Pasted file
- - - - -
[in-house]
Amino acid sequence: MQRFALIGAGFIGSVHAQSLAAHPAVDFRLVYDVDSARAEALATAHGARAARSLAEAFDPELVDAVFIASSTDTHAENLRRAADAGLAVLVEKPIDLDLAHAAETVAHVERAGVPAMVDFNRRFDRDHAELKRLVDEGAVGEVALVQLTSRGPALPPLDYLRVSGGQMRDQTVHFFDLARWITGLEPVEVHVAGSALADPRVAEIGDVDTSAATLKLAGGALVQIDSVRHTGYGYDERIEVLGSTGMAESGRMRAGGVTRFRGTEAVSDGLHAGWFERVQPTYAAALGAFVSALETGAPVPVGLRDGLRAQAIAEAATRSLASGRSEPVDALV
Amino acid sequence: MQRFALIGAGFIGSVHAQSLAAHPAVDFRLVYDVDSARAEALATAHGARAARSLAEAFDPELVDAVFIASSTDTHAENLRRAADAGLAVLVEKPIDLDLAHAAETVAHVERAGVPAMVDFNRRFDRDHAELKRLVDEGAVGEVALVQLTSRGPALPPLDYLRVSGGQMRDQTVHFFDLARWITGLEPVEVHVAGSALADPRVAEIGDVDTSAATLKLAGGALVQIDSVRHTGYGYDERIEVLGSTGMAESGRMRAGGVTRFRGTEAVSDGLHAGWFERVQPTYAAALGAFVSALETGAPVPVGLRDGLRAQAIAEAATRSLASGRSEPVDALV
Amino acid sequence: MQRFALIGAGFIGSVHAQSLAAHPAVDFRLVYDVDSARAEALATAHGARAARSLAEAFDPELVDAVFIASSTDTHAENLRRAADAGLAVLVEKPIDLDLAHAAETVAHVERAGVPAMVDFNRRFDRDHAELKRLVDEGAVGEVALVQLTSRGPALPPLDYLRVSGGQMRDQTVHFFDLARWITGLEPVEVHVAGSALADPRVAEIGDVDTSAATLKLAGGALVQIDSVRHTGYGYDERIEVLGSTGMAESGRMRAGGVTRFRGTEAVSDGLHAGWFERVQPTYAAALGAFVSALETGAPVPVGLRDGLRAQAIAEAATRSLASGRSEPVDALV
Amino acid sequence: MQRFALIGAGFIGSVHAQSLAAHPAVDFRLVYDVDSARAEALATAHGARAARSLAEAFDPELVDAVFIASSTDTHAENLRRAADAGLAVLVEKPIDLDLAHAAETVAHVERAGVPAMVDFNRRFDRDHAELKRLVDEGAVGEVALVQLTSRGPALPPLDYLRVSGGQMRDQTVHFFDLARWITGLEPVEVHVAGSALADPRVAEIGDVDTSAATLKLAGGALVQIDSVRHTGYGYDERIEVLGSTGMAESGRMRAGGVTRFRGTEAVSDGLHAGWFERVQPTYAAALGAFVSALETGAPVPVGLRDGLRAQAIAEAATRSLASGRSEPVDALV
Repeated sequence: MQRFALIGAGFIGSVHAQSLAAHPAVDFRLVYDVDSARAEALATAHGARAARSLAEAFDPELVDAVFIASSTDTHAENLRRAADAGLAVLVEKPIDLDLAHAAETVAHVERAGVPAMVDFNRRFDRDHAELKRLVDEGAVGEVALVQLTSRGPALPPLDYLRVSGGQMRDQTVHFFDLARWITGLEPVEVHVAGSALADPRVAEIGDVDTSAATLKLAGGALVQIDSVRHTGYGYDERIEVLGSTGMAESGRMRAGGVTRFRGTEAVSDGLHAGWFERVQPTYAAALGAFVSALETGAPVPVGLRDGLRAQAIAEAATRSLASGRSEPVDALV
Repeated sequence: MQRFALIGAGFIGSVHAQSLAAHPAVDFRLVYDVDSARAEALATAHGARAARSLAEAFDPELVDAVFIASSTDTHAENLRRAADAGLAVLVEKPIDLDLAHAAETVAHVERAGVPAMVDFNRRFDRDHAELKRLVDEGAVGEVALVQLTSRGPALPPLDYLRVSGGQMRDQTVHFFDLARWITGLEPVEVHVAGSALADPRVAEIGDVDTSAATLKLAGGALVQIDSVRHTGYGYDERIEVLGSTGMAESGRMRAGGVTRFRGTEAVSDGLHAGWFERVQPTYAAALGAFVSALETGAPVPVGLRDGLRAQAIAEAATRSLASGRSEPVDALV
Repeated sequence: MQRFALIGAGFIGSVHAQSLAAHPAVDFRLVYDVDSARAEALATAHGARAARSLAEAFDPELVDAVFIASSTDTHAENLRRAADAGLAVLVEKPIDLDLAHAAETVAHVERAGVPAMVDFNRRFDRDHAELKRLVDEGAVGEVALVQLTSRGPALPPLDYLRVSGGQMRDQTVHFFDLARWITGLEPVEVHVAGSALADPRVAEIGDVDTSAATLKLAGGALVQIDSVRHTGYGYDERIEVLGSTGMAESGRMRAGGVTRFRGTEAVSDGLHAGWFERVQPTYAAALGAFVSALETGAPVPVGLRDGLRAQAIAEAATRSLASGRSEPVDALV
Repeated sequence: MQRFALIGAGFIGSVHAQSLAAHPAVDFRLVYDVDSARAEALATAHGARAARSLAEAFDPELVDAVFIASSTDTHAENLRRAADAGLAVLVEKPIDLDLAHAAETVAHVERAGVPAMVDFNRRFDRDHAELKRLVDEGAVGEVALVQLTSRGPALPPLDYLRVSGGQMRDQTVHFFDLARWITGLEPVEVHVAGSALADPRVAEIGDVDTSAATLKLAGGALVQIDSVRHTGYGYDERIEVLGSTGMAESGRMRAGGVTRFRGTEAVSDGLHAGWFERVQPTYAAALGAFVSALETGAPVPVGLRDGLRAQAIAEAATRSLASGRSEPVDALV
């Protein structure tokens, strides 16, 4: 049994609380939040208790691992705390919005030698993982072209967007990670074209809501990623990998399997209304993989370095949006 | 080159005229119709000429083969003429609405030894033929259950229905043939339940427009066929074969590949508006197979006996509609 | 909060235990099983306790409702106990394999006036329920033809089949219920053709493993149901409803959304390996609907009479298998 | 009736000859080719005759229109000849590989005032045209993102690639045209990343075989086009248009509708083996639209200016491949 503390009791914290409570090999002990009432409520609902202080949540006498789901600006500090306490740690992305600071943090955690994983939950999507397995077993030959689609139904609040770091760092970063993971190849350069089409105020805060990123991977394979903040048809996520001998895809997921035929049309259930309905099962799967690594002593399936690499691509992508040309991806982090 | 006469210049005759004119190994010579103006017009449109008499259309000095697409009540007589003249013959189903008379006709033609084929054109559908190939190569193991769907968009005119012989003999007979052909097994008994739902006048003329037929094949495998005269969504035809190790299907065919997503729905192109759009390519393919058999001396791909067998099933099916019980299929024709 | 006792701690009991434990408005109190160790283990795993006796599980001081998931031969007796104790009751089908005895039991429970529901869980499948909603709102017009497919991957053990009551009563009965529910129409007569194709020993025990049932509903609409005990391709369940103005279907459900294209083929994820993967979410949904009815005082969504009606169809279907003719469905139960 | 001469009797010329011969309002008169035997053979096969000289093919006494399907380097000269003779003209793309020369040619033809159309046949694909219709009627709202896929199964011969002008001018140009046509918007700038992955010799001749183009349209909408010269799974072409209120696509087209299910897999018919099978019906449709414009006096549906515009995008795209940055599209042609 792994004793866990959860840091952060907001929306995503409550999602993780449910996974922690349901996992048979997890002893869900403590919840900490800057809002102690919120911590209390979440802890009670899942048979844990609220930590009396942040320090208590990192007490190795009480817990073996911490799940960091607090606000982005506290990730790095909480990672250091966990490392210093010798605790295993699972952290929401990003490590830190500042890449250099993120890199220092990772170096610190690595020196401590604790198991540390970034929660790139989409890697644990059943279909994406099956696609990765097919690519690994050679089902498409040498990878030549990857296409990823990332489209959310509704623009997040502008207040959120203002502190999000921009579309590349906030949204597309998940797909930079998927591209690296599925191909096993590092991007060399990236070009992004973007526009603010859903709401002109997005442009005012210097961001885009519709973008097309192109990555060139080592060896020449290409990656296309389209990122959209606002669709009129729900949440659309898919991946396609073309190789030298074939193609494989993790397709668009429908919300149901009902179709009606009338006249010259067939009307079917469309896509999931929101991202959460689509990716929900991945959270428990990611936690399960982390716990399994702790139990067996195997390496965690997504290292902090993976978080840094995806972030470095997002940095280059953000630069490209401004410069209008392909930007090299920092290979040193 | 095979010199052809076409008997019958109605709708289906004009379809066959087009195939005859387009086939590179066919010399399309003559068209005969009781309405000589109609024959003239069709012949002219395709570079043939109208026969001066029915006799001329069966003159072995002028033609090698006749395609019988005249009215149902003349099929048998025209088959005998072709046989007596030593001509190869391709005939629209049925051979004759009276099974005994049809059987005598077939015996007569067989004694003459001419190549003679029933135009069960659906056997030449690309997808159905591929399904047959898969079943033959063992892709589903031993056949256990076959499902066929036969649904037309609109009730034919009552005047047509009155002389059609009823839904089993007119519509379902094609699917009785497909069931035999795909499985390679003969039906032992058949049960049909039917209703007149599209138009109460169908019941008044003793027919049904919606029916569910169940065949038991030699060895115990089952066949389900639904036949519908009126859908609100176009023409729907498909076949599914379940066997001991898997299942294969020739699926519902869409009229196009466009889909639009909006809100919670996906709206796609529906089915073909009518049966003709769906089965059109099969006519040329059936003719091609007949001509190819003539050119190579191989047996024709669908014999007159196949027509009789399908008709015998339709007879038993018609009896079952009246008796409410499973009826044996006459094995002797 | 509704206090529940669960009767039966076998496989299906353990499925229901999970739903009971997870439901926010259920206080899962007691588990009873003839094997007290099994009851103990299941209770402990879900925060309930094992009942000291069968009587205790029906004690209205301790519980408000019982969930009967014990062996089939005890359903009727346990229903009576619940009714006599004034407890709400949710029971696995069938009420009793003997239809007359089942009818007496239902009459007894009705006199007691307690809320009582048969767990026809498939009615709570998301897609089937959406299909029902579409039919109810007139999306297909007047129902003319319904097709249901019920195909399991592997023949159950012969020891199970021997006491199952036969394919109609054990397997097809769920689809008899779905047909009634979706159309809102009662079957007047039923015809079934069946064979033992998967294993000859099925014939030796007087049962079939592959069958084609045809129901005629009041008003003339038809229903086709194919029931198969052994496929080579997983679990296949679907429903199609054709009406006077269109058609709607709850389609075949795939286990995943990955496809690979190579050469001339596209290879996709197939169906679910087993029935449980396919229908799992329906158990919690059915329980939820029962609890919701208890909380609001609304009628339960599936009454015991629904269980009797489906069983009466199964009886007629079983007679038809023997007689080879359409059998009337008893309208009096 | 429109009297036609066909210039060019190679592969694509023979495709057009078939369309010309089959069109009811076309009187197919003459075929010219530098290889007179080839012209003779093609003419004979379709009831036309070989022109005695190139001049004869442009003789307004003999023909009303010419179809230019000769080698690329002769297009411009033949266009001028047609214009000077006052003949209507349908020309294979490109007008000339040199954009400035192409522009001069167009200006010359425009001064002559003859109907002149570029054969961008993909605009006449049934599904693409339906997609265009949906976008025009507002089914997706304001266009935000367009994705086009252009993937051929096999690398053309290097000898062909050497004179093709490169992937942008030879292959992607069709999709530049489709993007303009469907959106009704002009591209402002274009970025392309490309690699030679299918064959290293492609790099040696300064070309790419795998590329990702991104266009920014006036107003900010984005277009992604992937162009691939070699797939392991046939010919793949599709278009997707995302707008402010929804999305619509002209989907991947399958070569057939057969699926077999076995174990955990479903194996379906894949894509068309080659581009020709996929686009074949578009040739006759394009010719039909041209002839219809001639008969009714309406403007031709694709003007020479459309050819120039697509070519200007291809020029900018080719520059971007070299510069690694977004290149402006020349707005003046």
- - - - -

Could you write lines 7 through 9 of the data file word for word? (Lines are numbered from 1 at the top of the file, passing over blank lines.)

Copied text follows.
Repeated sequence: MQRFALIGAGFIGSVHAQSLAAHPAVDFRLVYDVDSARAEALATAHGARAARSLAEAFDPELVDAVFIASSTDTHAENLRRAADAGLAVLVEKPIDLDLAHAAETVAHVERAGVPAMVDFNRRFDRDHAELKRLVDEGAVGEVALVQLTSRGPALPPLDYLRVSGGQMRDQTVHFFDLARWITGLEPVEVHVAGSALADPRVAEIGDVDTSAATLKLAGGALVQIDSVRHTGYGYDERIEVLGSTGMAESGRMRAGGVTRFRGTEAVSDGLHAGWFERVQPTYAAALGAFVSALETGAPVPVGLRDGLRAQAIAEAATRSLASGRSEPVDALV
Repeated sequence: MQRFALIGAGFIGSVHAQSLAAHPAVDFRLVYDVDSARAEALATAHGARAARSLAEAFDPELVDAVFIASSTDTHAENLRRAADAGLAVLVEKPIDLDLAHAAETVAHVERAGVPAMVDFNRRFDRDHAELKRLVDEGAVGEVALVQLTSRGPALPPLDYLRVSGGQMRDQTVHFFDLARWITGLEPVEVHVAGSALADPRVAEIGDVDTSAATLKLAGGALVQIDSVRHTGYGYDERIEVLGSTGMAESGRMRAGGVTRFRGTEAVSDGLHAGWFERVQPTYAAALGAFVSALETGAPVPVGLRDGLRAQAIAEAATRSLASGRSEPVDALV
Repeated sequence: MQRFALIGAGFIGSVHAQSLAAHPAVDFRLVYDVDSARAEALATAHGARAARSLAEAFDPELVDAVFIASSTDTHAENLRRAADAGLAVLVEKPIDLDLAHAAETVAHVERAGVPAMVDFNRRFDRDHAELKRLVDEGAVGEVALVQLTSRGPALPPLDYLRVSGGQMRDQTVHFFDLARWITGLEPVEVHVAGSALADPRVAEIGDVDTSAATLKLAGGALVQIDSVRHTGYGYDERIEVLGSTGMAESGRMRAGGVTRFRGTEAVSDGLHAGWFERVQPTYAAALGAFVSALETGAPVPVGLRDGLRAQAIAEAATRSLASGRSEPVDALV